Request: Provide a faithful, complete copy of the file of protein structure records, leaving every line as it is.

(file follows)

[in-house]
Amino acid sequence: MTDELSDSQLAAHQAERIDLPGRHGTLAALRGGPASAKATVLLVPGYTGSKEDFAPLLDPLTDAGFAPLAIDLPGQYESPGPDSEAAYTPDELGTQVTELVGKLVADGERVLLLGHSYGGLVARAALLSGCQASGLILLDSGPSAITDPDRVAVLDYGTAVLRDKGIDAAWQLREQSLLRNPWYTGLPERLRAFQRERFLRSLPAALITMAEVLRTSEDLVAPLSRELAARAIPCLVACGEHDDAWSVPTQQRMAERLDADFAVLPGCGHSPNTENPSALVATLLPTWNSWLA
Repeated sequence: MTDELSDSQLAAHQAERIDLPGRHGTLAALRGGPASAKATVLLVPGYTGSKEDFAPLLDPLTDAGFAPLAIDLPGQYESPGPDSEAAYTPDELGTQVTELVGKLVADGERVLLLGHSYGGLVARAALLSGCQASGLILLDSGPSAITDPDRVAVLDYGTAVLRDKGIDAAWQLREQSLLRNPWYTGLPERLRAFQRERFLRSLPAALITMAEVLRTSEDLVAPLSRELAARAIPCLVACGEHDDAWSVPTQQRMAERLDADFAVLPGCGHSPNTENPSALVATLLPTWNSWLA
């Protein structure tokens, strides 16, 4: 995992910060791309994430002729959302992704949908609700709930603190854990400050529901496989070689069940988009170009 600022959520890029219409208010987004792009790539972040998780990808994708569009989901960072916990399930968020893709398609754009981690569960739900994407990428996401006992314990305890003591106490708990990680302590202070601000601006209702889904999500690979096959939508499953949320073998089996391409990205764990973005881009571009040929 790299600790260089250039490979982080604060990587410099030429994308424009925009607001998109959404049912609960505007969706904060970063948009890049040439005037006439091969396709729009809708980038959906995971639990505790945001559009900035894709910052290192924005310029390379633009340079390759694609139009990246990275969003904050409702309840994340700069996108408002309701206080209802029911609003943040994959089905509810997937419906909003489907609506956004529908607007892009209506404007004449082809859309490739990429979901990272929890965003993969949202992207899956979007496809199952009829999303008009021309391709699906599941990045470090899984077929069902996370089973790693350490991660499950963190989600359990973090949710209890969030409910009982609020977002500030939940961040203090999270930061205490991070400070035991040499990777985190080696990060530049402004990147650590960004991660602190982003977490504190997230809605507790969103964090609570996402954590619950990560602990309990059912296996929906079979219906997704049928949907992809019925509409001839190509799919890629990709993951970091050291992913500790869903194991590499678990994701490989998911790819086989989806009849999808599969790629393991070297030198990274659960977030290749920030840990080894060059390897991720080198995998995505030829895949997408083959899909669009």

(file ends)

[in-house]
Amino acid sequence: MTDELSDSQLAAHQAERIDLPGRHGTLAALRGGPASAKATVLLVPGYTGSKEDFAPLLDPLTDAGFAPLAIDLPGQYESPGPDSEAAYTPDELGTQVTELVGKLVADGERVLLLGHSYGGLVARAALLSGCQASGLILLDSGPSAITDPDRVAVLDYGTAVLRDKGIDAAWQLREQSLLRNPWYTGLPERLRAFQRERFLRSLPAALITMAEVLRTSEDLVAPLSRELAARAIPCLVACGEHDDAWSVPTQQRMAERLDADFAVLPGCGHSPNTENPSALVATLLPTWNSWLA
Repeated sequence: MTDELSDSQLAAHQAERIDLPGRHGTLAALRGGPASAKATVLLVPGYTGSKEDFAPLLDPLTDAGFAPLAIDLPGQYESPGPDSEAAYTPDELGTQVTELVGKLVADGERVLLLGHSYGGLVARAALLSGCQASGLILLDSGPSAITDPDRVAVLDYGTAVLRDKGIDAAWQLREQSLLRNPWYTGLPERLRAFQRERFLRSLPAALITMAEVLRTSEDLVAPLSRELAARAIPCLVACGEHDDAWSVPTQQRMAERLDADFAVLPGCGHSPNTENPSALVATLLPTWNSWLA
């Protein structure tokens, strides 16, 4: 995992910060791309994430002729959302992704949908609700709930603190854990400050529901496989070689069940988009170009 600022959520890029219409208010987004792009790539972040998780990808994708569009989901960072916990399930968020893709398609754009981690569960739900994407990428996401006992314990305890003591106490708990990680302590202070601000601006209702889904999500690979096959939508499953949320073998089996391409990205764990973005881009571009040929 790299600790260089250039490979982080604060990587410099030429994308424009925009607001998109959404049912609960505007969706904060970063948009890049040439005037006439091969396709729009809708980038959906995971639990505790945001559009900035894709910052290192924005310029390379633009340079390759694609139009990246990275969003904050409702309840994340700069996108408002309701206080209802029911609003943040994959089905509810997937419906909003489907609506956004529908607007892009209506404007004449082809859309490739990429979901990272929890965003993969949202992207899956979007496809199952009829999303008009021309391709699906599941990045470090899984077929069902996370089973790693350490991660499950963190989600359990973090949710209890969030409910009982609020977002500030939940961040203090999270930061205490991070400070035991040499990777985190080696990060530049402004990147650590960004991660602190982003977490504190997230809605507790969103964090609570996402954590619950990560602990309990059912296996929906079979219906997704049928949907992809019925509409001839190509799919890629990709993951970091050291992913500790869903194991590499678990994701490989998911790819086989989806009849999808599969790629393991070297030198990274659960977030290749920030840990080894060059390897991720080198995998995505030829895949997408083959899909669009």